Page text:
10. Fujii T, Ogawa T, Fukuda H (1987) Isobutene production by Rhodotorula minuta. Appl Microbiol Biotechnol 25:430–433CrossRefGoogle Scholar
  11. Fujii T, Ogawa T, Fukuda H (1988) Preparation of a cell-free, isobutene-forming system from Rhodotorula minuta. Appl Environ Microbiol 54:583–584Google Scholar
  12. Fukuda H, Fujii T, Ogawa T (1984) Microbial production of C3- and C4-hydrocarbons under aerobic conditions. Agric Biol Chem 48:1679–1682CrossRefGoogle Scholar
  13. Fukuda H, Fujii T, Ogawa T (1987) Method for producing hydrocarbon mixtures. US Patent 4,698,304Google Scholar
  14. Fukuda H, Fujii T, Sukita E, Tazaki M, Nagahama S, Ogawa T (1994) Reconstitution of the isobutene-forming reaction catalyzed by cytochrome P450 and P450 reductase from Rhodotorula minuta: decarboxylation with the formation of isobutene. Biochem Biophys Res Commun 201:516–522CrossRefGoogle Scholar
  15. Geddes CC, Nieves IU, Ingram LO (2011) Advances in ethanol production. Curr Opin Biotechnol 22:312–319CrossRefGoogle Scholar
  16. GESTIS database on hazardous substances (2011) http://gestis-en.itrust.de/nxt/gateway.dll?f=templates&fn=default.htm&vid=gestiseng:sdbeng. Accessed 16-09-2011
  17. Gogerty DS, Bobik TA (2010) Isobutene formation from 3-hydroxy-3-methylbutyrate by diphosphomevalonate decarboxylase. Appl Environ Microbiol 76:8004–8010CrossRefGoogle Scholar
  18. Higashide W, Li YC, Yang YF, Liao JC (2011) Metabolic engineering of Clostridium cellulolyticum for production of isobutanol from cellulose. Appl Environ Microbiol 77:2727–2733CrossRefGoogle Scholar
  19. Hiller H, Reimert R, Marschner F, Renner H-J, Boll W, Supp E, Brejc M, Liebner W, Schaub G, Hochgesand G, Higman C, Kalteier P, Müller W-D, Kriebel M, Schlichting H, Tanz H, Stönner H-M, Klein H, Hilsebein W, Gronemann V, Zwiefelhofer U, Albrecht J, Cowper CJ, Driesen HE (2000) Gas production. In: Ullmann’s encyclopedia of industrial chemistry (electronic edition). Wiley-VCH Verlag GmbH & Co. KGaAGoogle Scholar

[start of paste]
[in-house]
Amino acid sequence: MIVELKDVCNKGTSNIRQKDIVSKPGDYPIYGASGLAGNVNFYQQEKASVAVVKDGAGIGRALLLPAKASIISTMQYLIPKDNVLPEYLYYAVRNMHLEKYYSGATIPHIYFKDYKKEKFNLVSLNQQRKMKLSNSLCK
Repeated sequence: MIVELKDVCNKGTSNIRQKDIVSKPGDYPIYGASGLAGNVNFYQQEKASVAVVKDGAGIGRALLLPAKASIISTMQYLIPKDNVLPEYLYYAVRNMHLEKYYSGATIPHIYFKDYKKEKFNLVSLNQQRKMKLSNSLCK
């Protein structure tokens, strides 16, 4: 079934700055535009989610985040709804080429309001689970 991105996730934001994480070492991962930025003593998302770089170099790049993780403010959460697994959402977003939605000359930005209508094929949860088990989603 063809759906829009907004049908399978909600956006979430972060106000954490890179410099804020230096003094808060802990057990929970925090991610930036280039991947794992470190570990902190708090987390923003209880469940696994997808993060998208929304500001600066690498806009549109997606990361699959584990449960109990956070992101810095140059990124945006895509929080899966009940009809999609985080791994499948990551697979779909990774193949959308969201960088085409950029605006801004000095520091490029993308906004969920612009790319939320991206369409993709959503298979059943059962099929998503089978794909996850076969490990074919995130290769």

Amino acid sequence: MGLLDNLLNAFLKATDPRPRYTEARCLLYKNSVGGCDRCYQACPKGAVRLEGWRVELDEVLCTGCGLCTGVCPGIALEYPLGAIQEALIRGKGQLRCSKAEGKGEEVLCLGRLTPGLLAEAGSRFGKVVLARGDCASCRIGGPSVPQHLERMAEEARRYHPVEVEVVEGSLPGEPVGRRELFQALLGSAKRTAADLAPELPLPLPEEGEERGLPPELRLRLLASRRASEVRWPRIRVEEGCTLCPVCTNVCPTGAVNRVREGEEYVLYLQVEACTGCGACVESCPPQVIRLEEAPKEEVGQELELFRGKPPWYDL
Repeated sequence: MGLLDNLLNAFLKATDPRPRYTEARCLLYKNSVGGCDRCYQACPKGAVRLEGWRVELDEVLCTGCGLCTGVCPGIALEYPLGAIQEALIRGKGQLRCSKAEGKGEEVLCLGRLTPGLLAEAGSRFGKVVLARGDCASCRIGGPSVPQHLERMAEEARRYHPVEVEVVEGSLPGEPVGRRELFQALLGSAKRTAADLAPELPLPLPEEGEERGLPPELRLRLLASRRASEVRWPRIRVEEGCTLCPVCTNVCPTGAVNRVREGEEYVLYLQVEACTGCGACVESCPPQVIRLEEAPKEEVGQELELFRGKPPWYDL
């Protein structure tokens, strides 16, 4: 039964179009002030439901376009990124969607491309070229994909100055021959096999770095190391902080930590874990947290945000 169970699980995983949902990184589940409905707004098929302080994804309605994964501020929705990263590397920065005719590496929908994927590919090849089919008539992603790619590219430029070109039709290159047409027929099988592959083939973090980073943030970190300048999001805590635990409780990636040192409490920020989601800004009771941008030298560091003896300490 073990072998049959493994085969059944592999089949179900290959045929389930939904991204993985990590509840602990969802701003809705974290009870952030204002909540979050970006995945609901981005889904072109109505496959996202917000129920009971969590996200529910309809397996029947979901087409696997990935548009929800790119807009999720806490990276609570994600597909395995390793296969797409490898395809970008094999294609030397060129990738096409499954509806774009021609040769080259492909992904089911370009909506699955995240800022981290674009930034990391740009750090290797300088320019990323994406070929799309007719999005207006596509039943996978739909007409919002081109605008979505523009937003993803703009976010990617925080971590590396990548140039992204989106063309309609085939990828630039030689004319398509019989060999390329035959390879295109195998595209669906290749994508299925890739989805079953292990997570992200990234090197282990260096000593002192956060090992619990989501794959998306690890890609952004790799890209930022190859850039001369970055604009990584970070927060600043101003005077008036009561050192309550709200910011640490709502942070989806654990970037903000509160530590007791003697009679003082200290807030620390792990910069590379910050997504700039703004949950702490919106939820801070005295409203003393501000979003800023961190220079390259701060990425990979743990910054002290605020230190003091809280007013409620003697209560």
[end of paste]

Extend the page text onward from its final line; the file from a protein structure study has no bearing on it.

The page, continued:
20. Humbird D, Davis R, Tao L, Kinchin C, Hsu D, Aden A (2011) Process design and economics for biochemical conversion of lignocellulosic biomass to ethanol. Technical report NREL/TP-5100-47764Google Scholar
  21. Jin J, Hanefeld U (2011) The selective addition of water to C=C bonds; enzymes are the best chemists. Chem Commun 47:2502–2510CrossRefGoogle Scholar
  22. Lee JW, Kim HU, Choi S, Yi J, Lee SY (2011) Microbial production of building block chemicals and polymers. Curr Opin Biotechnol 3:1–10Google Scholar
  23. LyondellBasell (2008) EUROPE SALES SPECIFICATION: Isobutylene 499156. http://www.lyondellbasell.com/techlit/techlit/SalesSpecs/2211.pdf
  24. Marlière P (2010) Production of alkenes by enzymatic decarboxylation of 3-hydroxyalkanoic acids. WO 2010001078Google Scholar